Enjoy! If you make this recipe and decide to share it on Facebook or Instagram, don’t forget to tag me @FromMyBowl + #FromMyBowl! I would also love it if you could leave a comment below with a recipe rating! Thank you for the support 😊
Creamy White Bean Soup with Dill
For the Soup:
- 1/4 cup tahini
- Juice of 1 lemon 3 to 4 tablespoons
- 2 tablespoons water
- 1 tablespoon olive oil
- 1 yellow onion diced
- 1 bulb fennel ends trimmed and sliced
- Salt and black pepper to taste
- 1 teaspoon fresh thyme leaves
- 3 cloves garlic minced
- 3 15.5 ounce cans Cannellini or White Kidney Beans drained and rinsed
- 3 cups low-sodium vegetable broth
- 1/2 cup dill chopped
For the croutons (optional):
- 6 oz bread of choice cut into 3/4” cubes*
- Olive oil for drizzling
- Salt to taste
- Roast the Croutons (optional): Preheat the oven to 375. Add the cubed bread to a baking sheet and drizzle generously with olive oil and salt. Use your hands to toss the cubes until evenly coated, then spread out on the baking sheet. Bake in the top rack of the oven for 15 to 20 minutes, flipping halfway. Set aside.
- Soup Prep: In the meantime, add the tahini and lemon juice to a small bowl. Mix together – the tahini will thicken. Add the water and mix again, until the tahini sauce lightens in color and has the consistency of a thick pancake batter. Set aside
- Aromatics: Warm the olive oil in a large dutch oven or pot over medium high heat. Add the onion and fennel with a pinch of salt and sauté until translucent and slightly brown around the edges, 5 to 7 minutes. Add the garlic and thyme and sauté for an additional minute.
- Simmer: Add the beans and vegetable broth and mix well. Bring the soup to a boil over high heat, then reduce the heat to medium and simmer for 15 minutes, stirring occasionally.
- Make it Creamy: Turn the heat to low and stir in the tahini mixture and dill. Season with additional salt and pepper to taste, as necessary.
- Serve: Divide the soup into serving bowls and top with croutons; serve warm. Soup leftovers will keep in the fridge for up to one week, or can be frozen and stored for up to two months. Store any leftover croutons in an airtight bag or container at room temperature for up to 4 days.
- Bread: I prefer to use bread with a loose crumb structure, like ciabatta or sourdough. You could use gluten-free bread here as well!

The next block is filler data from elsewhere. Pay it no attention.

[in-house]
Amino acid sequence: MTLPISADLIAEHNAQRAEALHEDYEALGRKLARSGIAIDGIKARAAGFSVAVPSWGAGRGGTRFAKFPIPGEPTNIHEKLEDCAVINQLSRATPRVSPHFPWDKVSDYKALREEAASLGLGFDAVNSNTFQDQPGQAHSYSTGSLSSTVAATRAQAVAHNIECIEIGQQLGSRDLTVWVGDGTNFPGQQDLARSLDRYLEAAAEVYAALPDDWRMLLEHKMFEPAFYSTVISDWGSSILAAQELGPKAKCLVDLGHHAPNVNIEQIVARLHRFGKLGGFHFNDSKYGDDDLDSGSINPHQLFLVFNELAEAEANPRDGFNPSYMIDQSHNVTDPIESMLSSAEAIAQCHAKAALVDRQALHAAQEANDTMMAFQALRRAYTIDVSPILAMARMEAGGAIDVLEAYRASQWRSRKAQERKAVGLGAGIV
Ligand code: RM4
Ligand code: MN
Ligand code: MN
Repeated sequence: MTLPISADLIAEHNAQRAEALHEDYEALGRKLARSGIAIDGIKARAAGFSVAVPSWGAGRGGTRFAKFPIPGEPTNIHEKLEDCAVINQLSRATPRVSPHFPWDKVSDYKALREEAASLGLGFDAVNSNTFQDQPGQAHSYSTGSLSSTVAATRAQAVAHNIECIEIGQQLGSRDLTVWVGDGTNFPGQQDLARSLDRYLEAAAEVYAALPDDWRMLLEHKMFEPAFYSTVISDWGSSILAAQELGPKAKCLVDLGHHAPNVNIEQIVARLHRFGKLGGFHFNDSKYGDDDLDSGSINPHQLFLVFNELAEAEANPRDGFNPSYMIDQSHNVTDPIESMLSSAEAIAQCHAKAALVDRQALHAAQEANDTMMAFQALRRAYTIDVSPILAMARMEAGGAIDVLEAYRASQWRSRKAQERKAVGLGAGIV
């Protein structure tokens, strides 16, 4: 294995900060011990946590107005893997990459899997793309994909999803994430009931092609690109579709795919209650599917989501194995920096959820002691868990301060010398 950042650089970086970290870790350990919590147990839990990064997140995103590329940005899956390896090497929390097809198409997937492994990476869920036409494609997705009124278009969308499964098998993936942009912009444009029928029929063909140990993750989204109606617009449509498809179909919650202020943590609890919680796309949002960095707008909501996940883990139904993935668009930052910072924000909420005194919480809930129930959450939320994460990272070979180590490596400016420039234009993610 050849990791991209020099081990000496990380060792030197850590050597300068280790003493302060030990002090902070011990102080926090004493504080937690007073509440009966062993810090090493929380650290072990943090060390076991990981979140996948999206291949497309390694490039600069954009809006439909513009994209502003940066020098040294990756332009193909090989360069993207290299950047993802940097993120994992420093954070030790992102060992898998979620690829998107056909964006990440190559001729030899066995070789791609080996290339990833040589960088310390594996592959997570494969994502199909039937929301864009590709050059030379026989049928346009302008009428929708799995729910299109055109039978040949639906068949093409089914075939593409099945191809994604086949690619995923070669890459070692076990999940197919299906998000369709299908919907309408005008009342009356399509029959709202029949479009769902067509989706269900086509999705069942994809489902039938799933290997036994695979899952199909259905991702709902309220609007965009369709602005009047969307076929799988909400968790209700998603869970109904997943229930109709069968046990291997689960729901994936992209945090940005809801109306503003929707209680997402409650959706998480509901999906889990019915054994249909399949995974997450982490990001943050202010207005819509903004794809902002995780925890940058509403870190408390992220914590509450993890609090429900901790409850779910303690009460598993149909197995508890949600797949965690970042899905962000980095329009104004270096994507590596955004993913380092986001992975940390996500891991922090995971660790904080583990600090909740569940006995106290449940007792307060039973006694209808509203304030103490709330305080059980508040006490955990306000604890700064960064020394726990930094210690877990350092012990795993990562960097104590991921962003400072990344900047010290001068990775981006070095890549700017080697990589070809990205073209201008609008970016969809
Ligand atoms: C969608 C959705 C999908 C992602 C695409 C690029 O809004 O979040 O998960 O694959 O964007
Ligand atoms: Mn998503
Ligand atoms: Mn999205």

Super quick and easy.
Probably my new favorite soup! I’ve never had or used fennel before, but I really loved the flavor. All the components just mesh so well. Thank you for sharing and for getting me to try something new! I ended up using 1/2 tsp dried thyme, which seemed to work out fine.
This soup was delicious! We loved the different flavor combinations and there were no leftovers. The freshly made croutons were the crowning touch. Thanks for the great recipe!
You’re so welcome, Vicki!
I love fennel! Still sitting on that recent fennel salad recipe you posted, but felt like this one was perfect for a cold day. The dill in this soup really comes through and the nuttiness of the tahini helps bring down the bright flavor of the lemon in a nice way. A nice soup for spring.
Glad you love it!
Yum! This soup is perfection. A great creamy, herby, slightly tangy comfort in a bowl. It’s not quite spring here in Calgary Canada so this is just what I wanted.
Happy you liked it, Samantha!
This is soooo good! It’s fresh and lightly sour but still creamy and filling and I’m really in love with this recipe! Thank you so much for sharing it with us 🙂
You are so welcome, Kerstin!
This soup was soooo good! I love fennel in soup but I’m a little iffy about white beans. Still have it a try because all the other ingredients are tasty and Caitlin’s recipes have never let me down before. I LOVED the soup. Absolutely cleaned the bowl, it’s so comforting yet fresh yet creamy. I also made it on a 75 degree day and have no regrets. Highly recommend.
Just made this for lunch today. Big win with both my husband and me! Smelled so good as it cooked and the flavors were unusual and great! Not just an average soup!
Thank you so much for the review, Andrea!
this looks delicious! is there any sub for fennel? i cannot find any right now! plus i have a couple people who aren’t big fans of the fennel taste, thank you for your easy affordable & tasty recipes 🙂
Yes, there are a few substitutes for fennel that you can use. Here are some options:
Celery: Celery has a mild, slightly sweet flavor that can work well as a substitute for fennel. It also has a similar crunchy texture that can add some texture to the soup.
Carrots: Carrots have a slightly sweet, earthy flavor that can complement the white beans and dill in the soup. They also add some color to the dish.
Celeriac: Celeriac, also known as celery root, has a similar flavor to celery but with a slightly nutty taste. It can add some depth of flavor to the soup and a creamy texture.
Onion: Onions have a slightly sweet and savory flavor that can add some depth to the soup. They can also help to thicken the soup and create a creamy texture.
Try using one or a combination of these substitutes in your soup recipe to replace the fennel. Remember to adjust the seasoning accordingly to suit your taste preferences. Enjoy!